A Nation Watches Its Heritage Rot Away


Bellevue House, Amherstberg ON: Built in 1816 by officer returning from War of 1812, developer wants to build condo on site, has left it empty and abandoned since 2001.

I do go on about how the greenest brick is the one already in the wall, how old buildings are green, and that fixing them puts people to work. Imagine my surprise to find that Canada's National Post, home to climate deniers and various other right-wing cranks, says much the same thing, even coming out for stimulus investment in them. Their editorial board writes:

At a time when governments are looking to bolster employment through infrastructure stimulus, one option that should be considered is for the federal government and the provinces to restore a wide range of Canada’s historic buildings. It would seem more worthwhile to protect our heritage than, say, buy a failing company.


Pantages Theatre, Vancouver. Built in 1908, being lost to redevelopment for yet more condos.

The Post is picking up on the appalling list of the ten most endangered buildings in Canada, just released by Heritage Canada. They note that we do not value our heritage buildings in Canada:

We Canadians often value our structural history too little. An old church or an old house is taken for granted. Or it is considered insignificant as compared with a great palace in India or a towering cathedral in Europe — too trivial to save.


David Dunlap Observatory, site of the discovery of black holes, lost to condos

They conclude with a plea:

Saving these buildings won’t be easy, but money would help. We may be a young country with more land than history, but we risk losing much of the history we have in a race to eradicate old buildings for new ones.

Being the National Post, they could not help but do a bit of defense of the poor real estate developer:

Developers cannot be sold land and then be forced to wait years for permission to develop it, all the while paying mortgage and interest and staff costs, not to mention losing sales opportunities as markets fluctuate.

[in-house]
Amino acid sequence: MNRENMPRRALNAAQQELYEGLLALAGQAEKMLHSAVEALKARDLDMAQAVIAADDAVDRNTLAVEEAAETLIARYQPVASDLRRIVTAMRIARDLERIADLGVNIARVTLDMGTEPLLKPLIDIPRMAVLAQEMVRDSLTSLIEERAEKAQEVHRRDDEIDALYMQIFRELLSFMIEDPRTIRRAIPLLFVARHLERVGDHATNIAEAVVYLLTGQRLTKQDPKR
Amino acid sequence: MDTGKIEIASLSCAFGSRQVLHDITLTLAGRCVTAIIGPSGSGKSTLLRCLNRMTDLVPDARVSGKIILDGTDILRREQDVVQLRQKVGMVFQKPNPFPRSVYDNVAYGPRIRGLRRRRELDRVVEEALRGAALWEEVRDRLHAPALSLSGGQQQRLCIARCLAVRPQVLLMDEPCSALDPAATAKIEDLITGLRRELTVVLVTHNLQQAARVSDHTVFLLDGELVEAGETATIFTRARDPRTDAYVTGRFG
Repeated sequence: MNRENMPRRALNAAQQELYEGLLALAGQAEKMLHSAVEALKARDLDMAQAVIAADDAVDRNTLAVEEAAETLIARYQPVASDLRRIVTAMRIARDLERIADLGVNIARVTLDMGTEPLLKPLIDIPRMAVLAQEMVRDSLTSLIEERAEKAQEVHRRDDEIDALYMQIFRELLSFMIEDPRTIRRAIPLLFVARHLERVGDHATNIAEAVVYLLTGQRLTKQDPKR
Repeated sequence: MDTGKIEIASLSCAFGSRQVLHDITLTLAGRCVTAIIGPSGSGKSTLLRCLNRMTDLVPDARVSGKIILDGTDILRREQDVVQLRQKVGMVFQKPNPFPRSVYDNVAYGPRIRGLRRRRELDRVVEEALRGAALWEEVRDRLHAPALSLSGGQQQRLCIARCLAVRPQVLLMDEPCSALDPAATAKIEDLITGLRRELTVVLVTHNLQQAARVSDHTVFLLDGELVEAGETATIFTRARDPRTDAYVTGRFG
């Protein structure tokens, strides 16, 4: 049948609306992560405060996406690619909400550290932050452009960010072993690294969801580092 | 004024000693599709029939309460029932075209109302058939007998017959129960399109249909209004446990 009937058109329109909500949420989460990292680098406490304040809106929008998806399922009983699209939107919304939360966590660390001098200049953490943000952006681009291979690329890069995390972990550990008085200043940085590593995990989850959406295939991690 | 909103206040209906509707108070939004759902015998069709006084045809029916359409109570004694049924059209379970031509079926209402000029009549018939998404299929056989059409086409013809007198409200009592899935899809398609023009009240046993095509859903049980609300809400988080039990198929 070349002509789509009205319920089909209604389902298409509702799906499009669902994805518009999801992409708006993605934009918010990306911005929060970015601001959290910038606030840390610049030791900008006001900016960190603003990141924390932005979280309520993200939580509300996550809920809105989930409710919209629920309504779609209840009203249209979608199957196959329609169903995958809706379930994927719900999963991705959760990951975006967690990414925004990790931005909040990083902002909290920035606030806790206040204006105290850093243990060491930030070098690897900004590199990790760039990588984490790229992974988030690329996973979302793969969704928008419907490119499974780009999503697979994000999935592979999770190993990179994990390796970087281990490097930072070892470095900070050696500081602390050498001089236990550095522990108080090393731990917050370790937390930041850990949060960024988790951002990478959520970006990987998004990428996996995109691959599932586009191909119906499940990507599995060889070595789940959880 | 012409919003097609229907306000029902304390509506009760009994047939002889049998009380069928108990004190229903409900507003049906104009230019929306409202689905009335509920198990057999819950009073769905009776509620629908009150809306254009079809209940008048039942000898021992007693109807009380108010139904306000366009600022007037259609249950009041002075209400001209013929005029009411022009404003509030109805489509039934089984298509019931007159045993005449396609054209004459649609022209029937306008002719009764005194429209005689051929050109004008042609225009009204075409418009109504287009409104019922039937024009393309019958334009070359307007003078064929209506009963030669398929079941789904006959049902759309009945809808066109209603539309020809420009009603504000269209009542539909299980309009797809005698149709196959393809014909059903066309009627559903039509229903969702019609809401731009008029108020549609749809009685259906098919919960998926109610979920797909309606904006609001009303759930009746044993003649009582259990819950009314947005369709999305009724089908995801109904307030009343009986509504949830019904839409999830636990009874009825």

Developers know exactly what they are buying, and when they pick up an historic property they know they have a fight, how long it will take, and that they will usually win. That is the definition of real estate development. If you live in a society without a strong preservation culture and rules to back it up, like they do in Europe, then such fights develop less often. Developers make a perfectly good living infilling, restoring and repurposing old buildings instead of knocking them down. There is lots of money to be made in heritage buildings.


St. Mary's School, Saskatoon. Note the formerly grand windows have been filled in and no doubt the ceiling inside is dropped and filled with fluorescent lights. Heritage Canada says "The decision [to demolish] runs contrary to Saskatoon’s policies related to waste and recycling, greenhouse gas management, community consultation and civic heritage. The demolition of this 96-year-old functional building is environmentally irresponsible. "

Nonetheless, the Editorial Board of the Post deserves serious credit for not taking the expected stance that nothing should stand in the way of the business of development. Good for them. More in the National Post
See all of Heritage Canada's top ten endangered buildings.
Full Disclosure: This author was recently elected the President of the Architectural Conservancy of Ontario, a volunteer organization that "has been involved in preserving Ontario's architectural and environmental heritage since 1933."

More on how Heritage is Green:

In Hard Times It's Time For Renovation and Preservation
Renovation Uses Twice As Much Labor, Half as Much Material as New Construction
The Greenest Brick is the One That's Already in the Wall
French Stimulus Program Preserves Historic Buildings
Refab Now!
Diane Keaton on How We Treat Old Buildings Like Plastic Bags

Tags: Architects | Ban Demolition | Green Building

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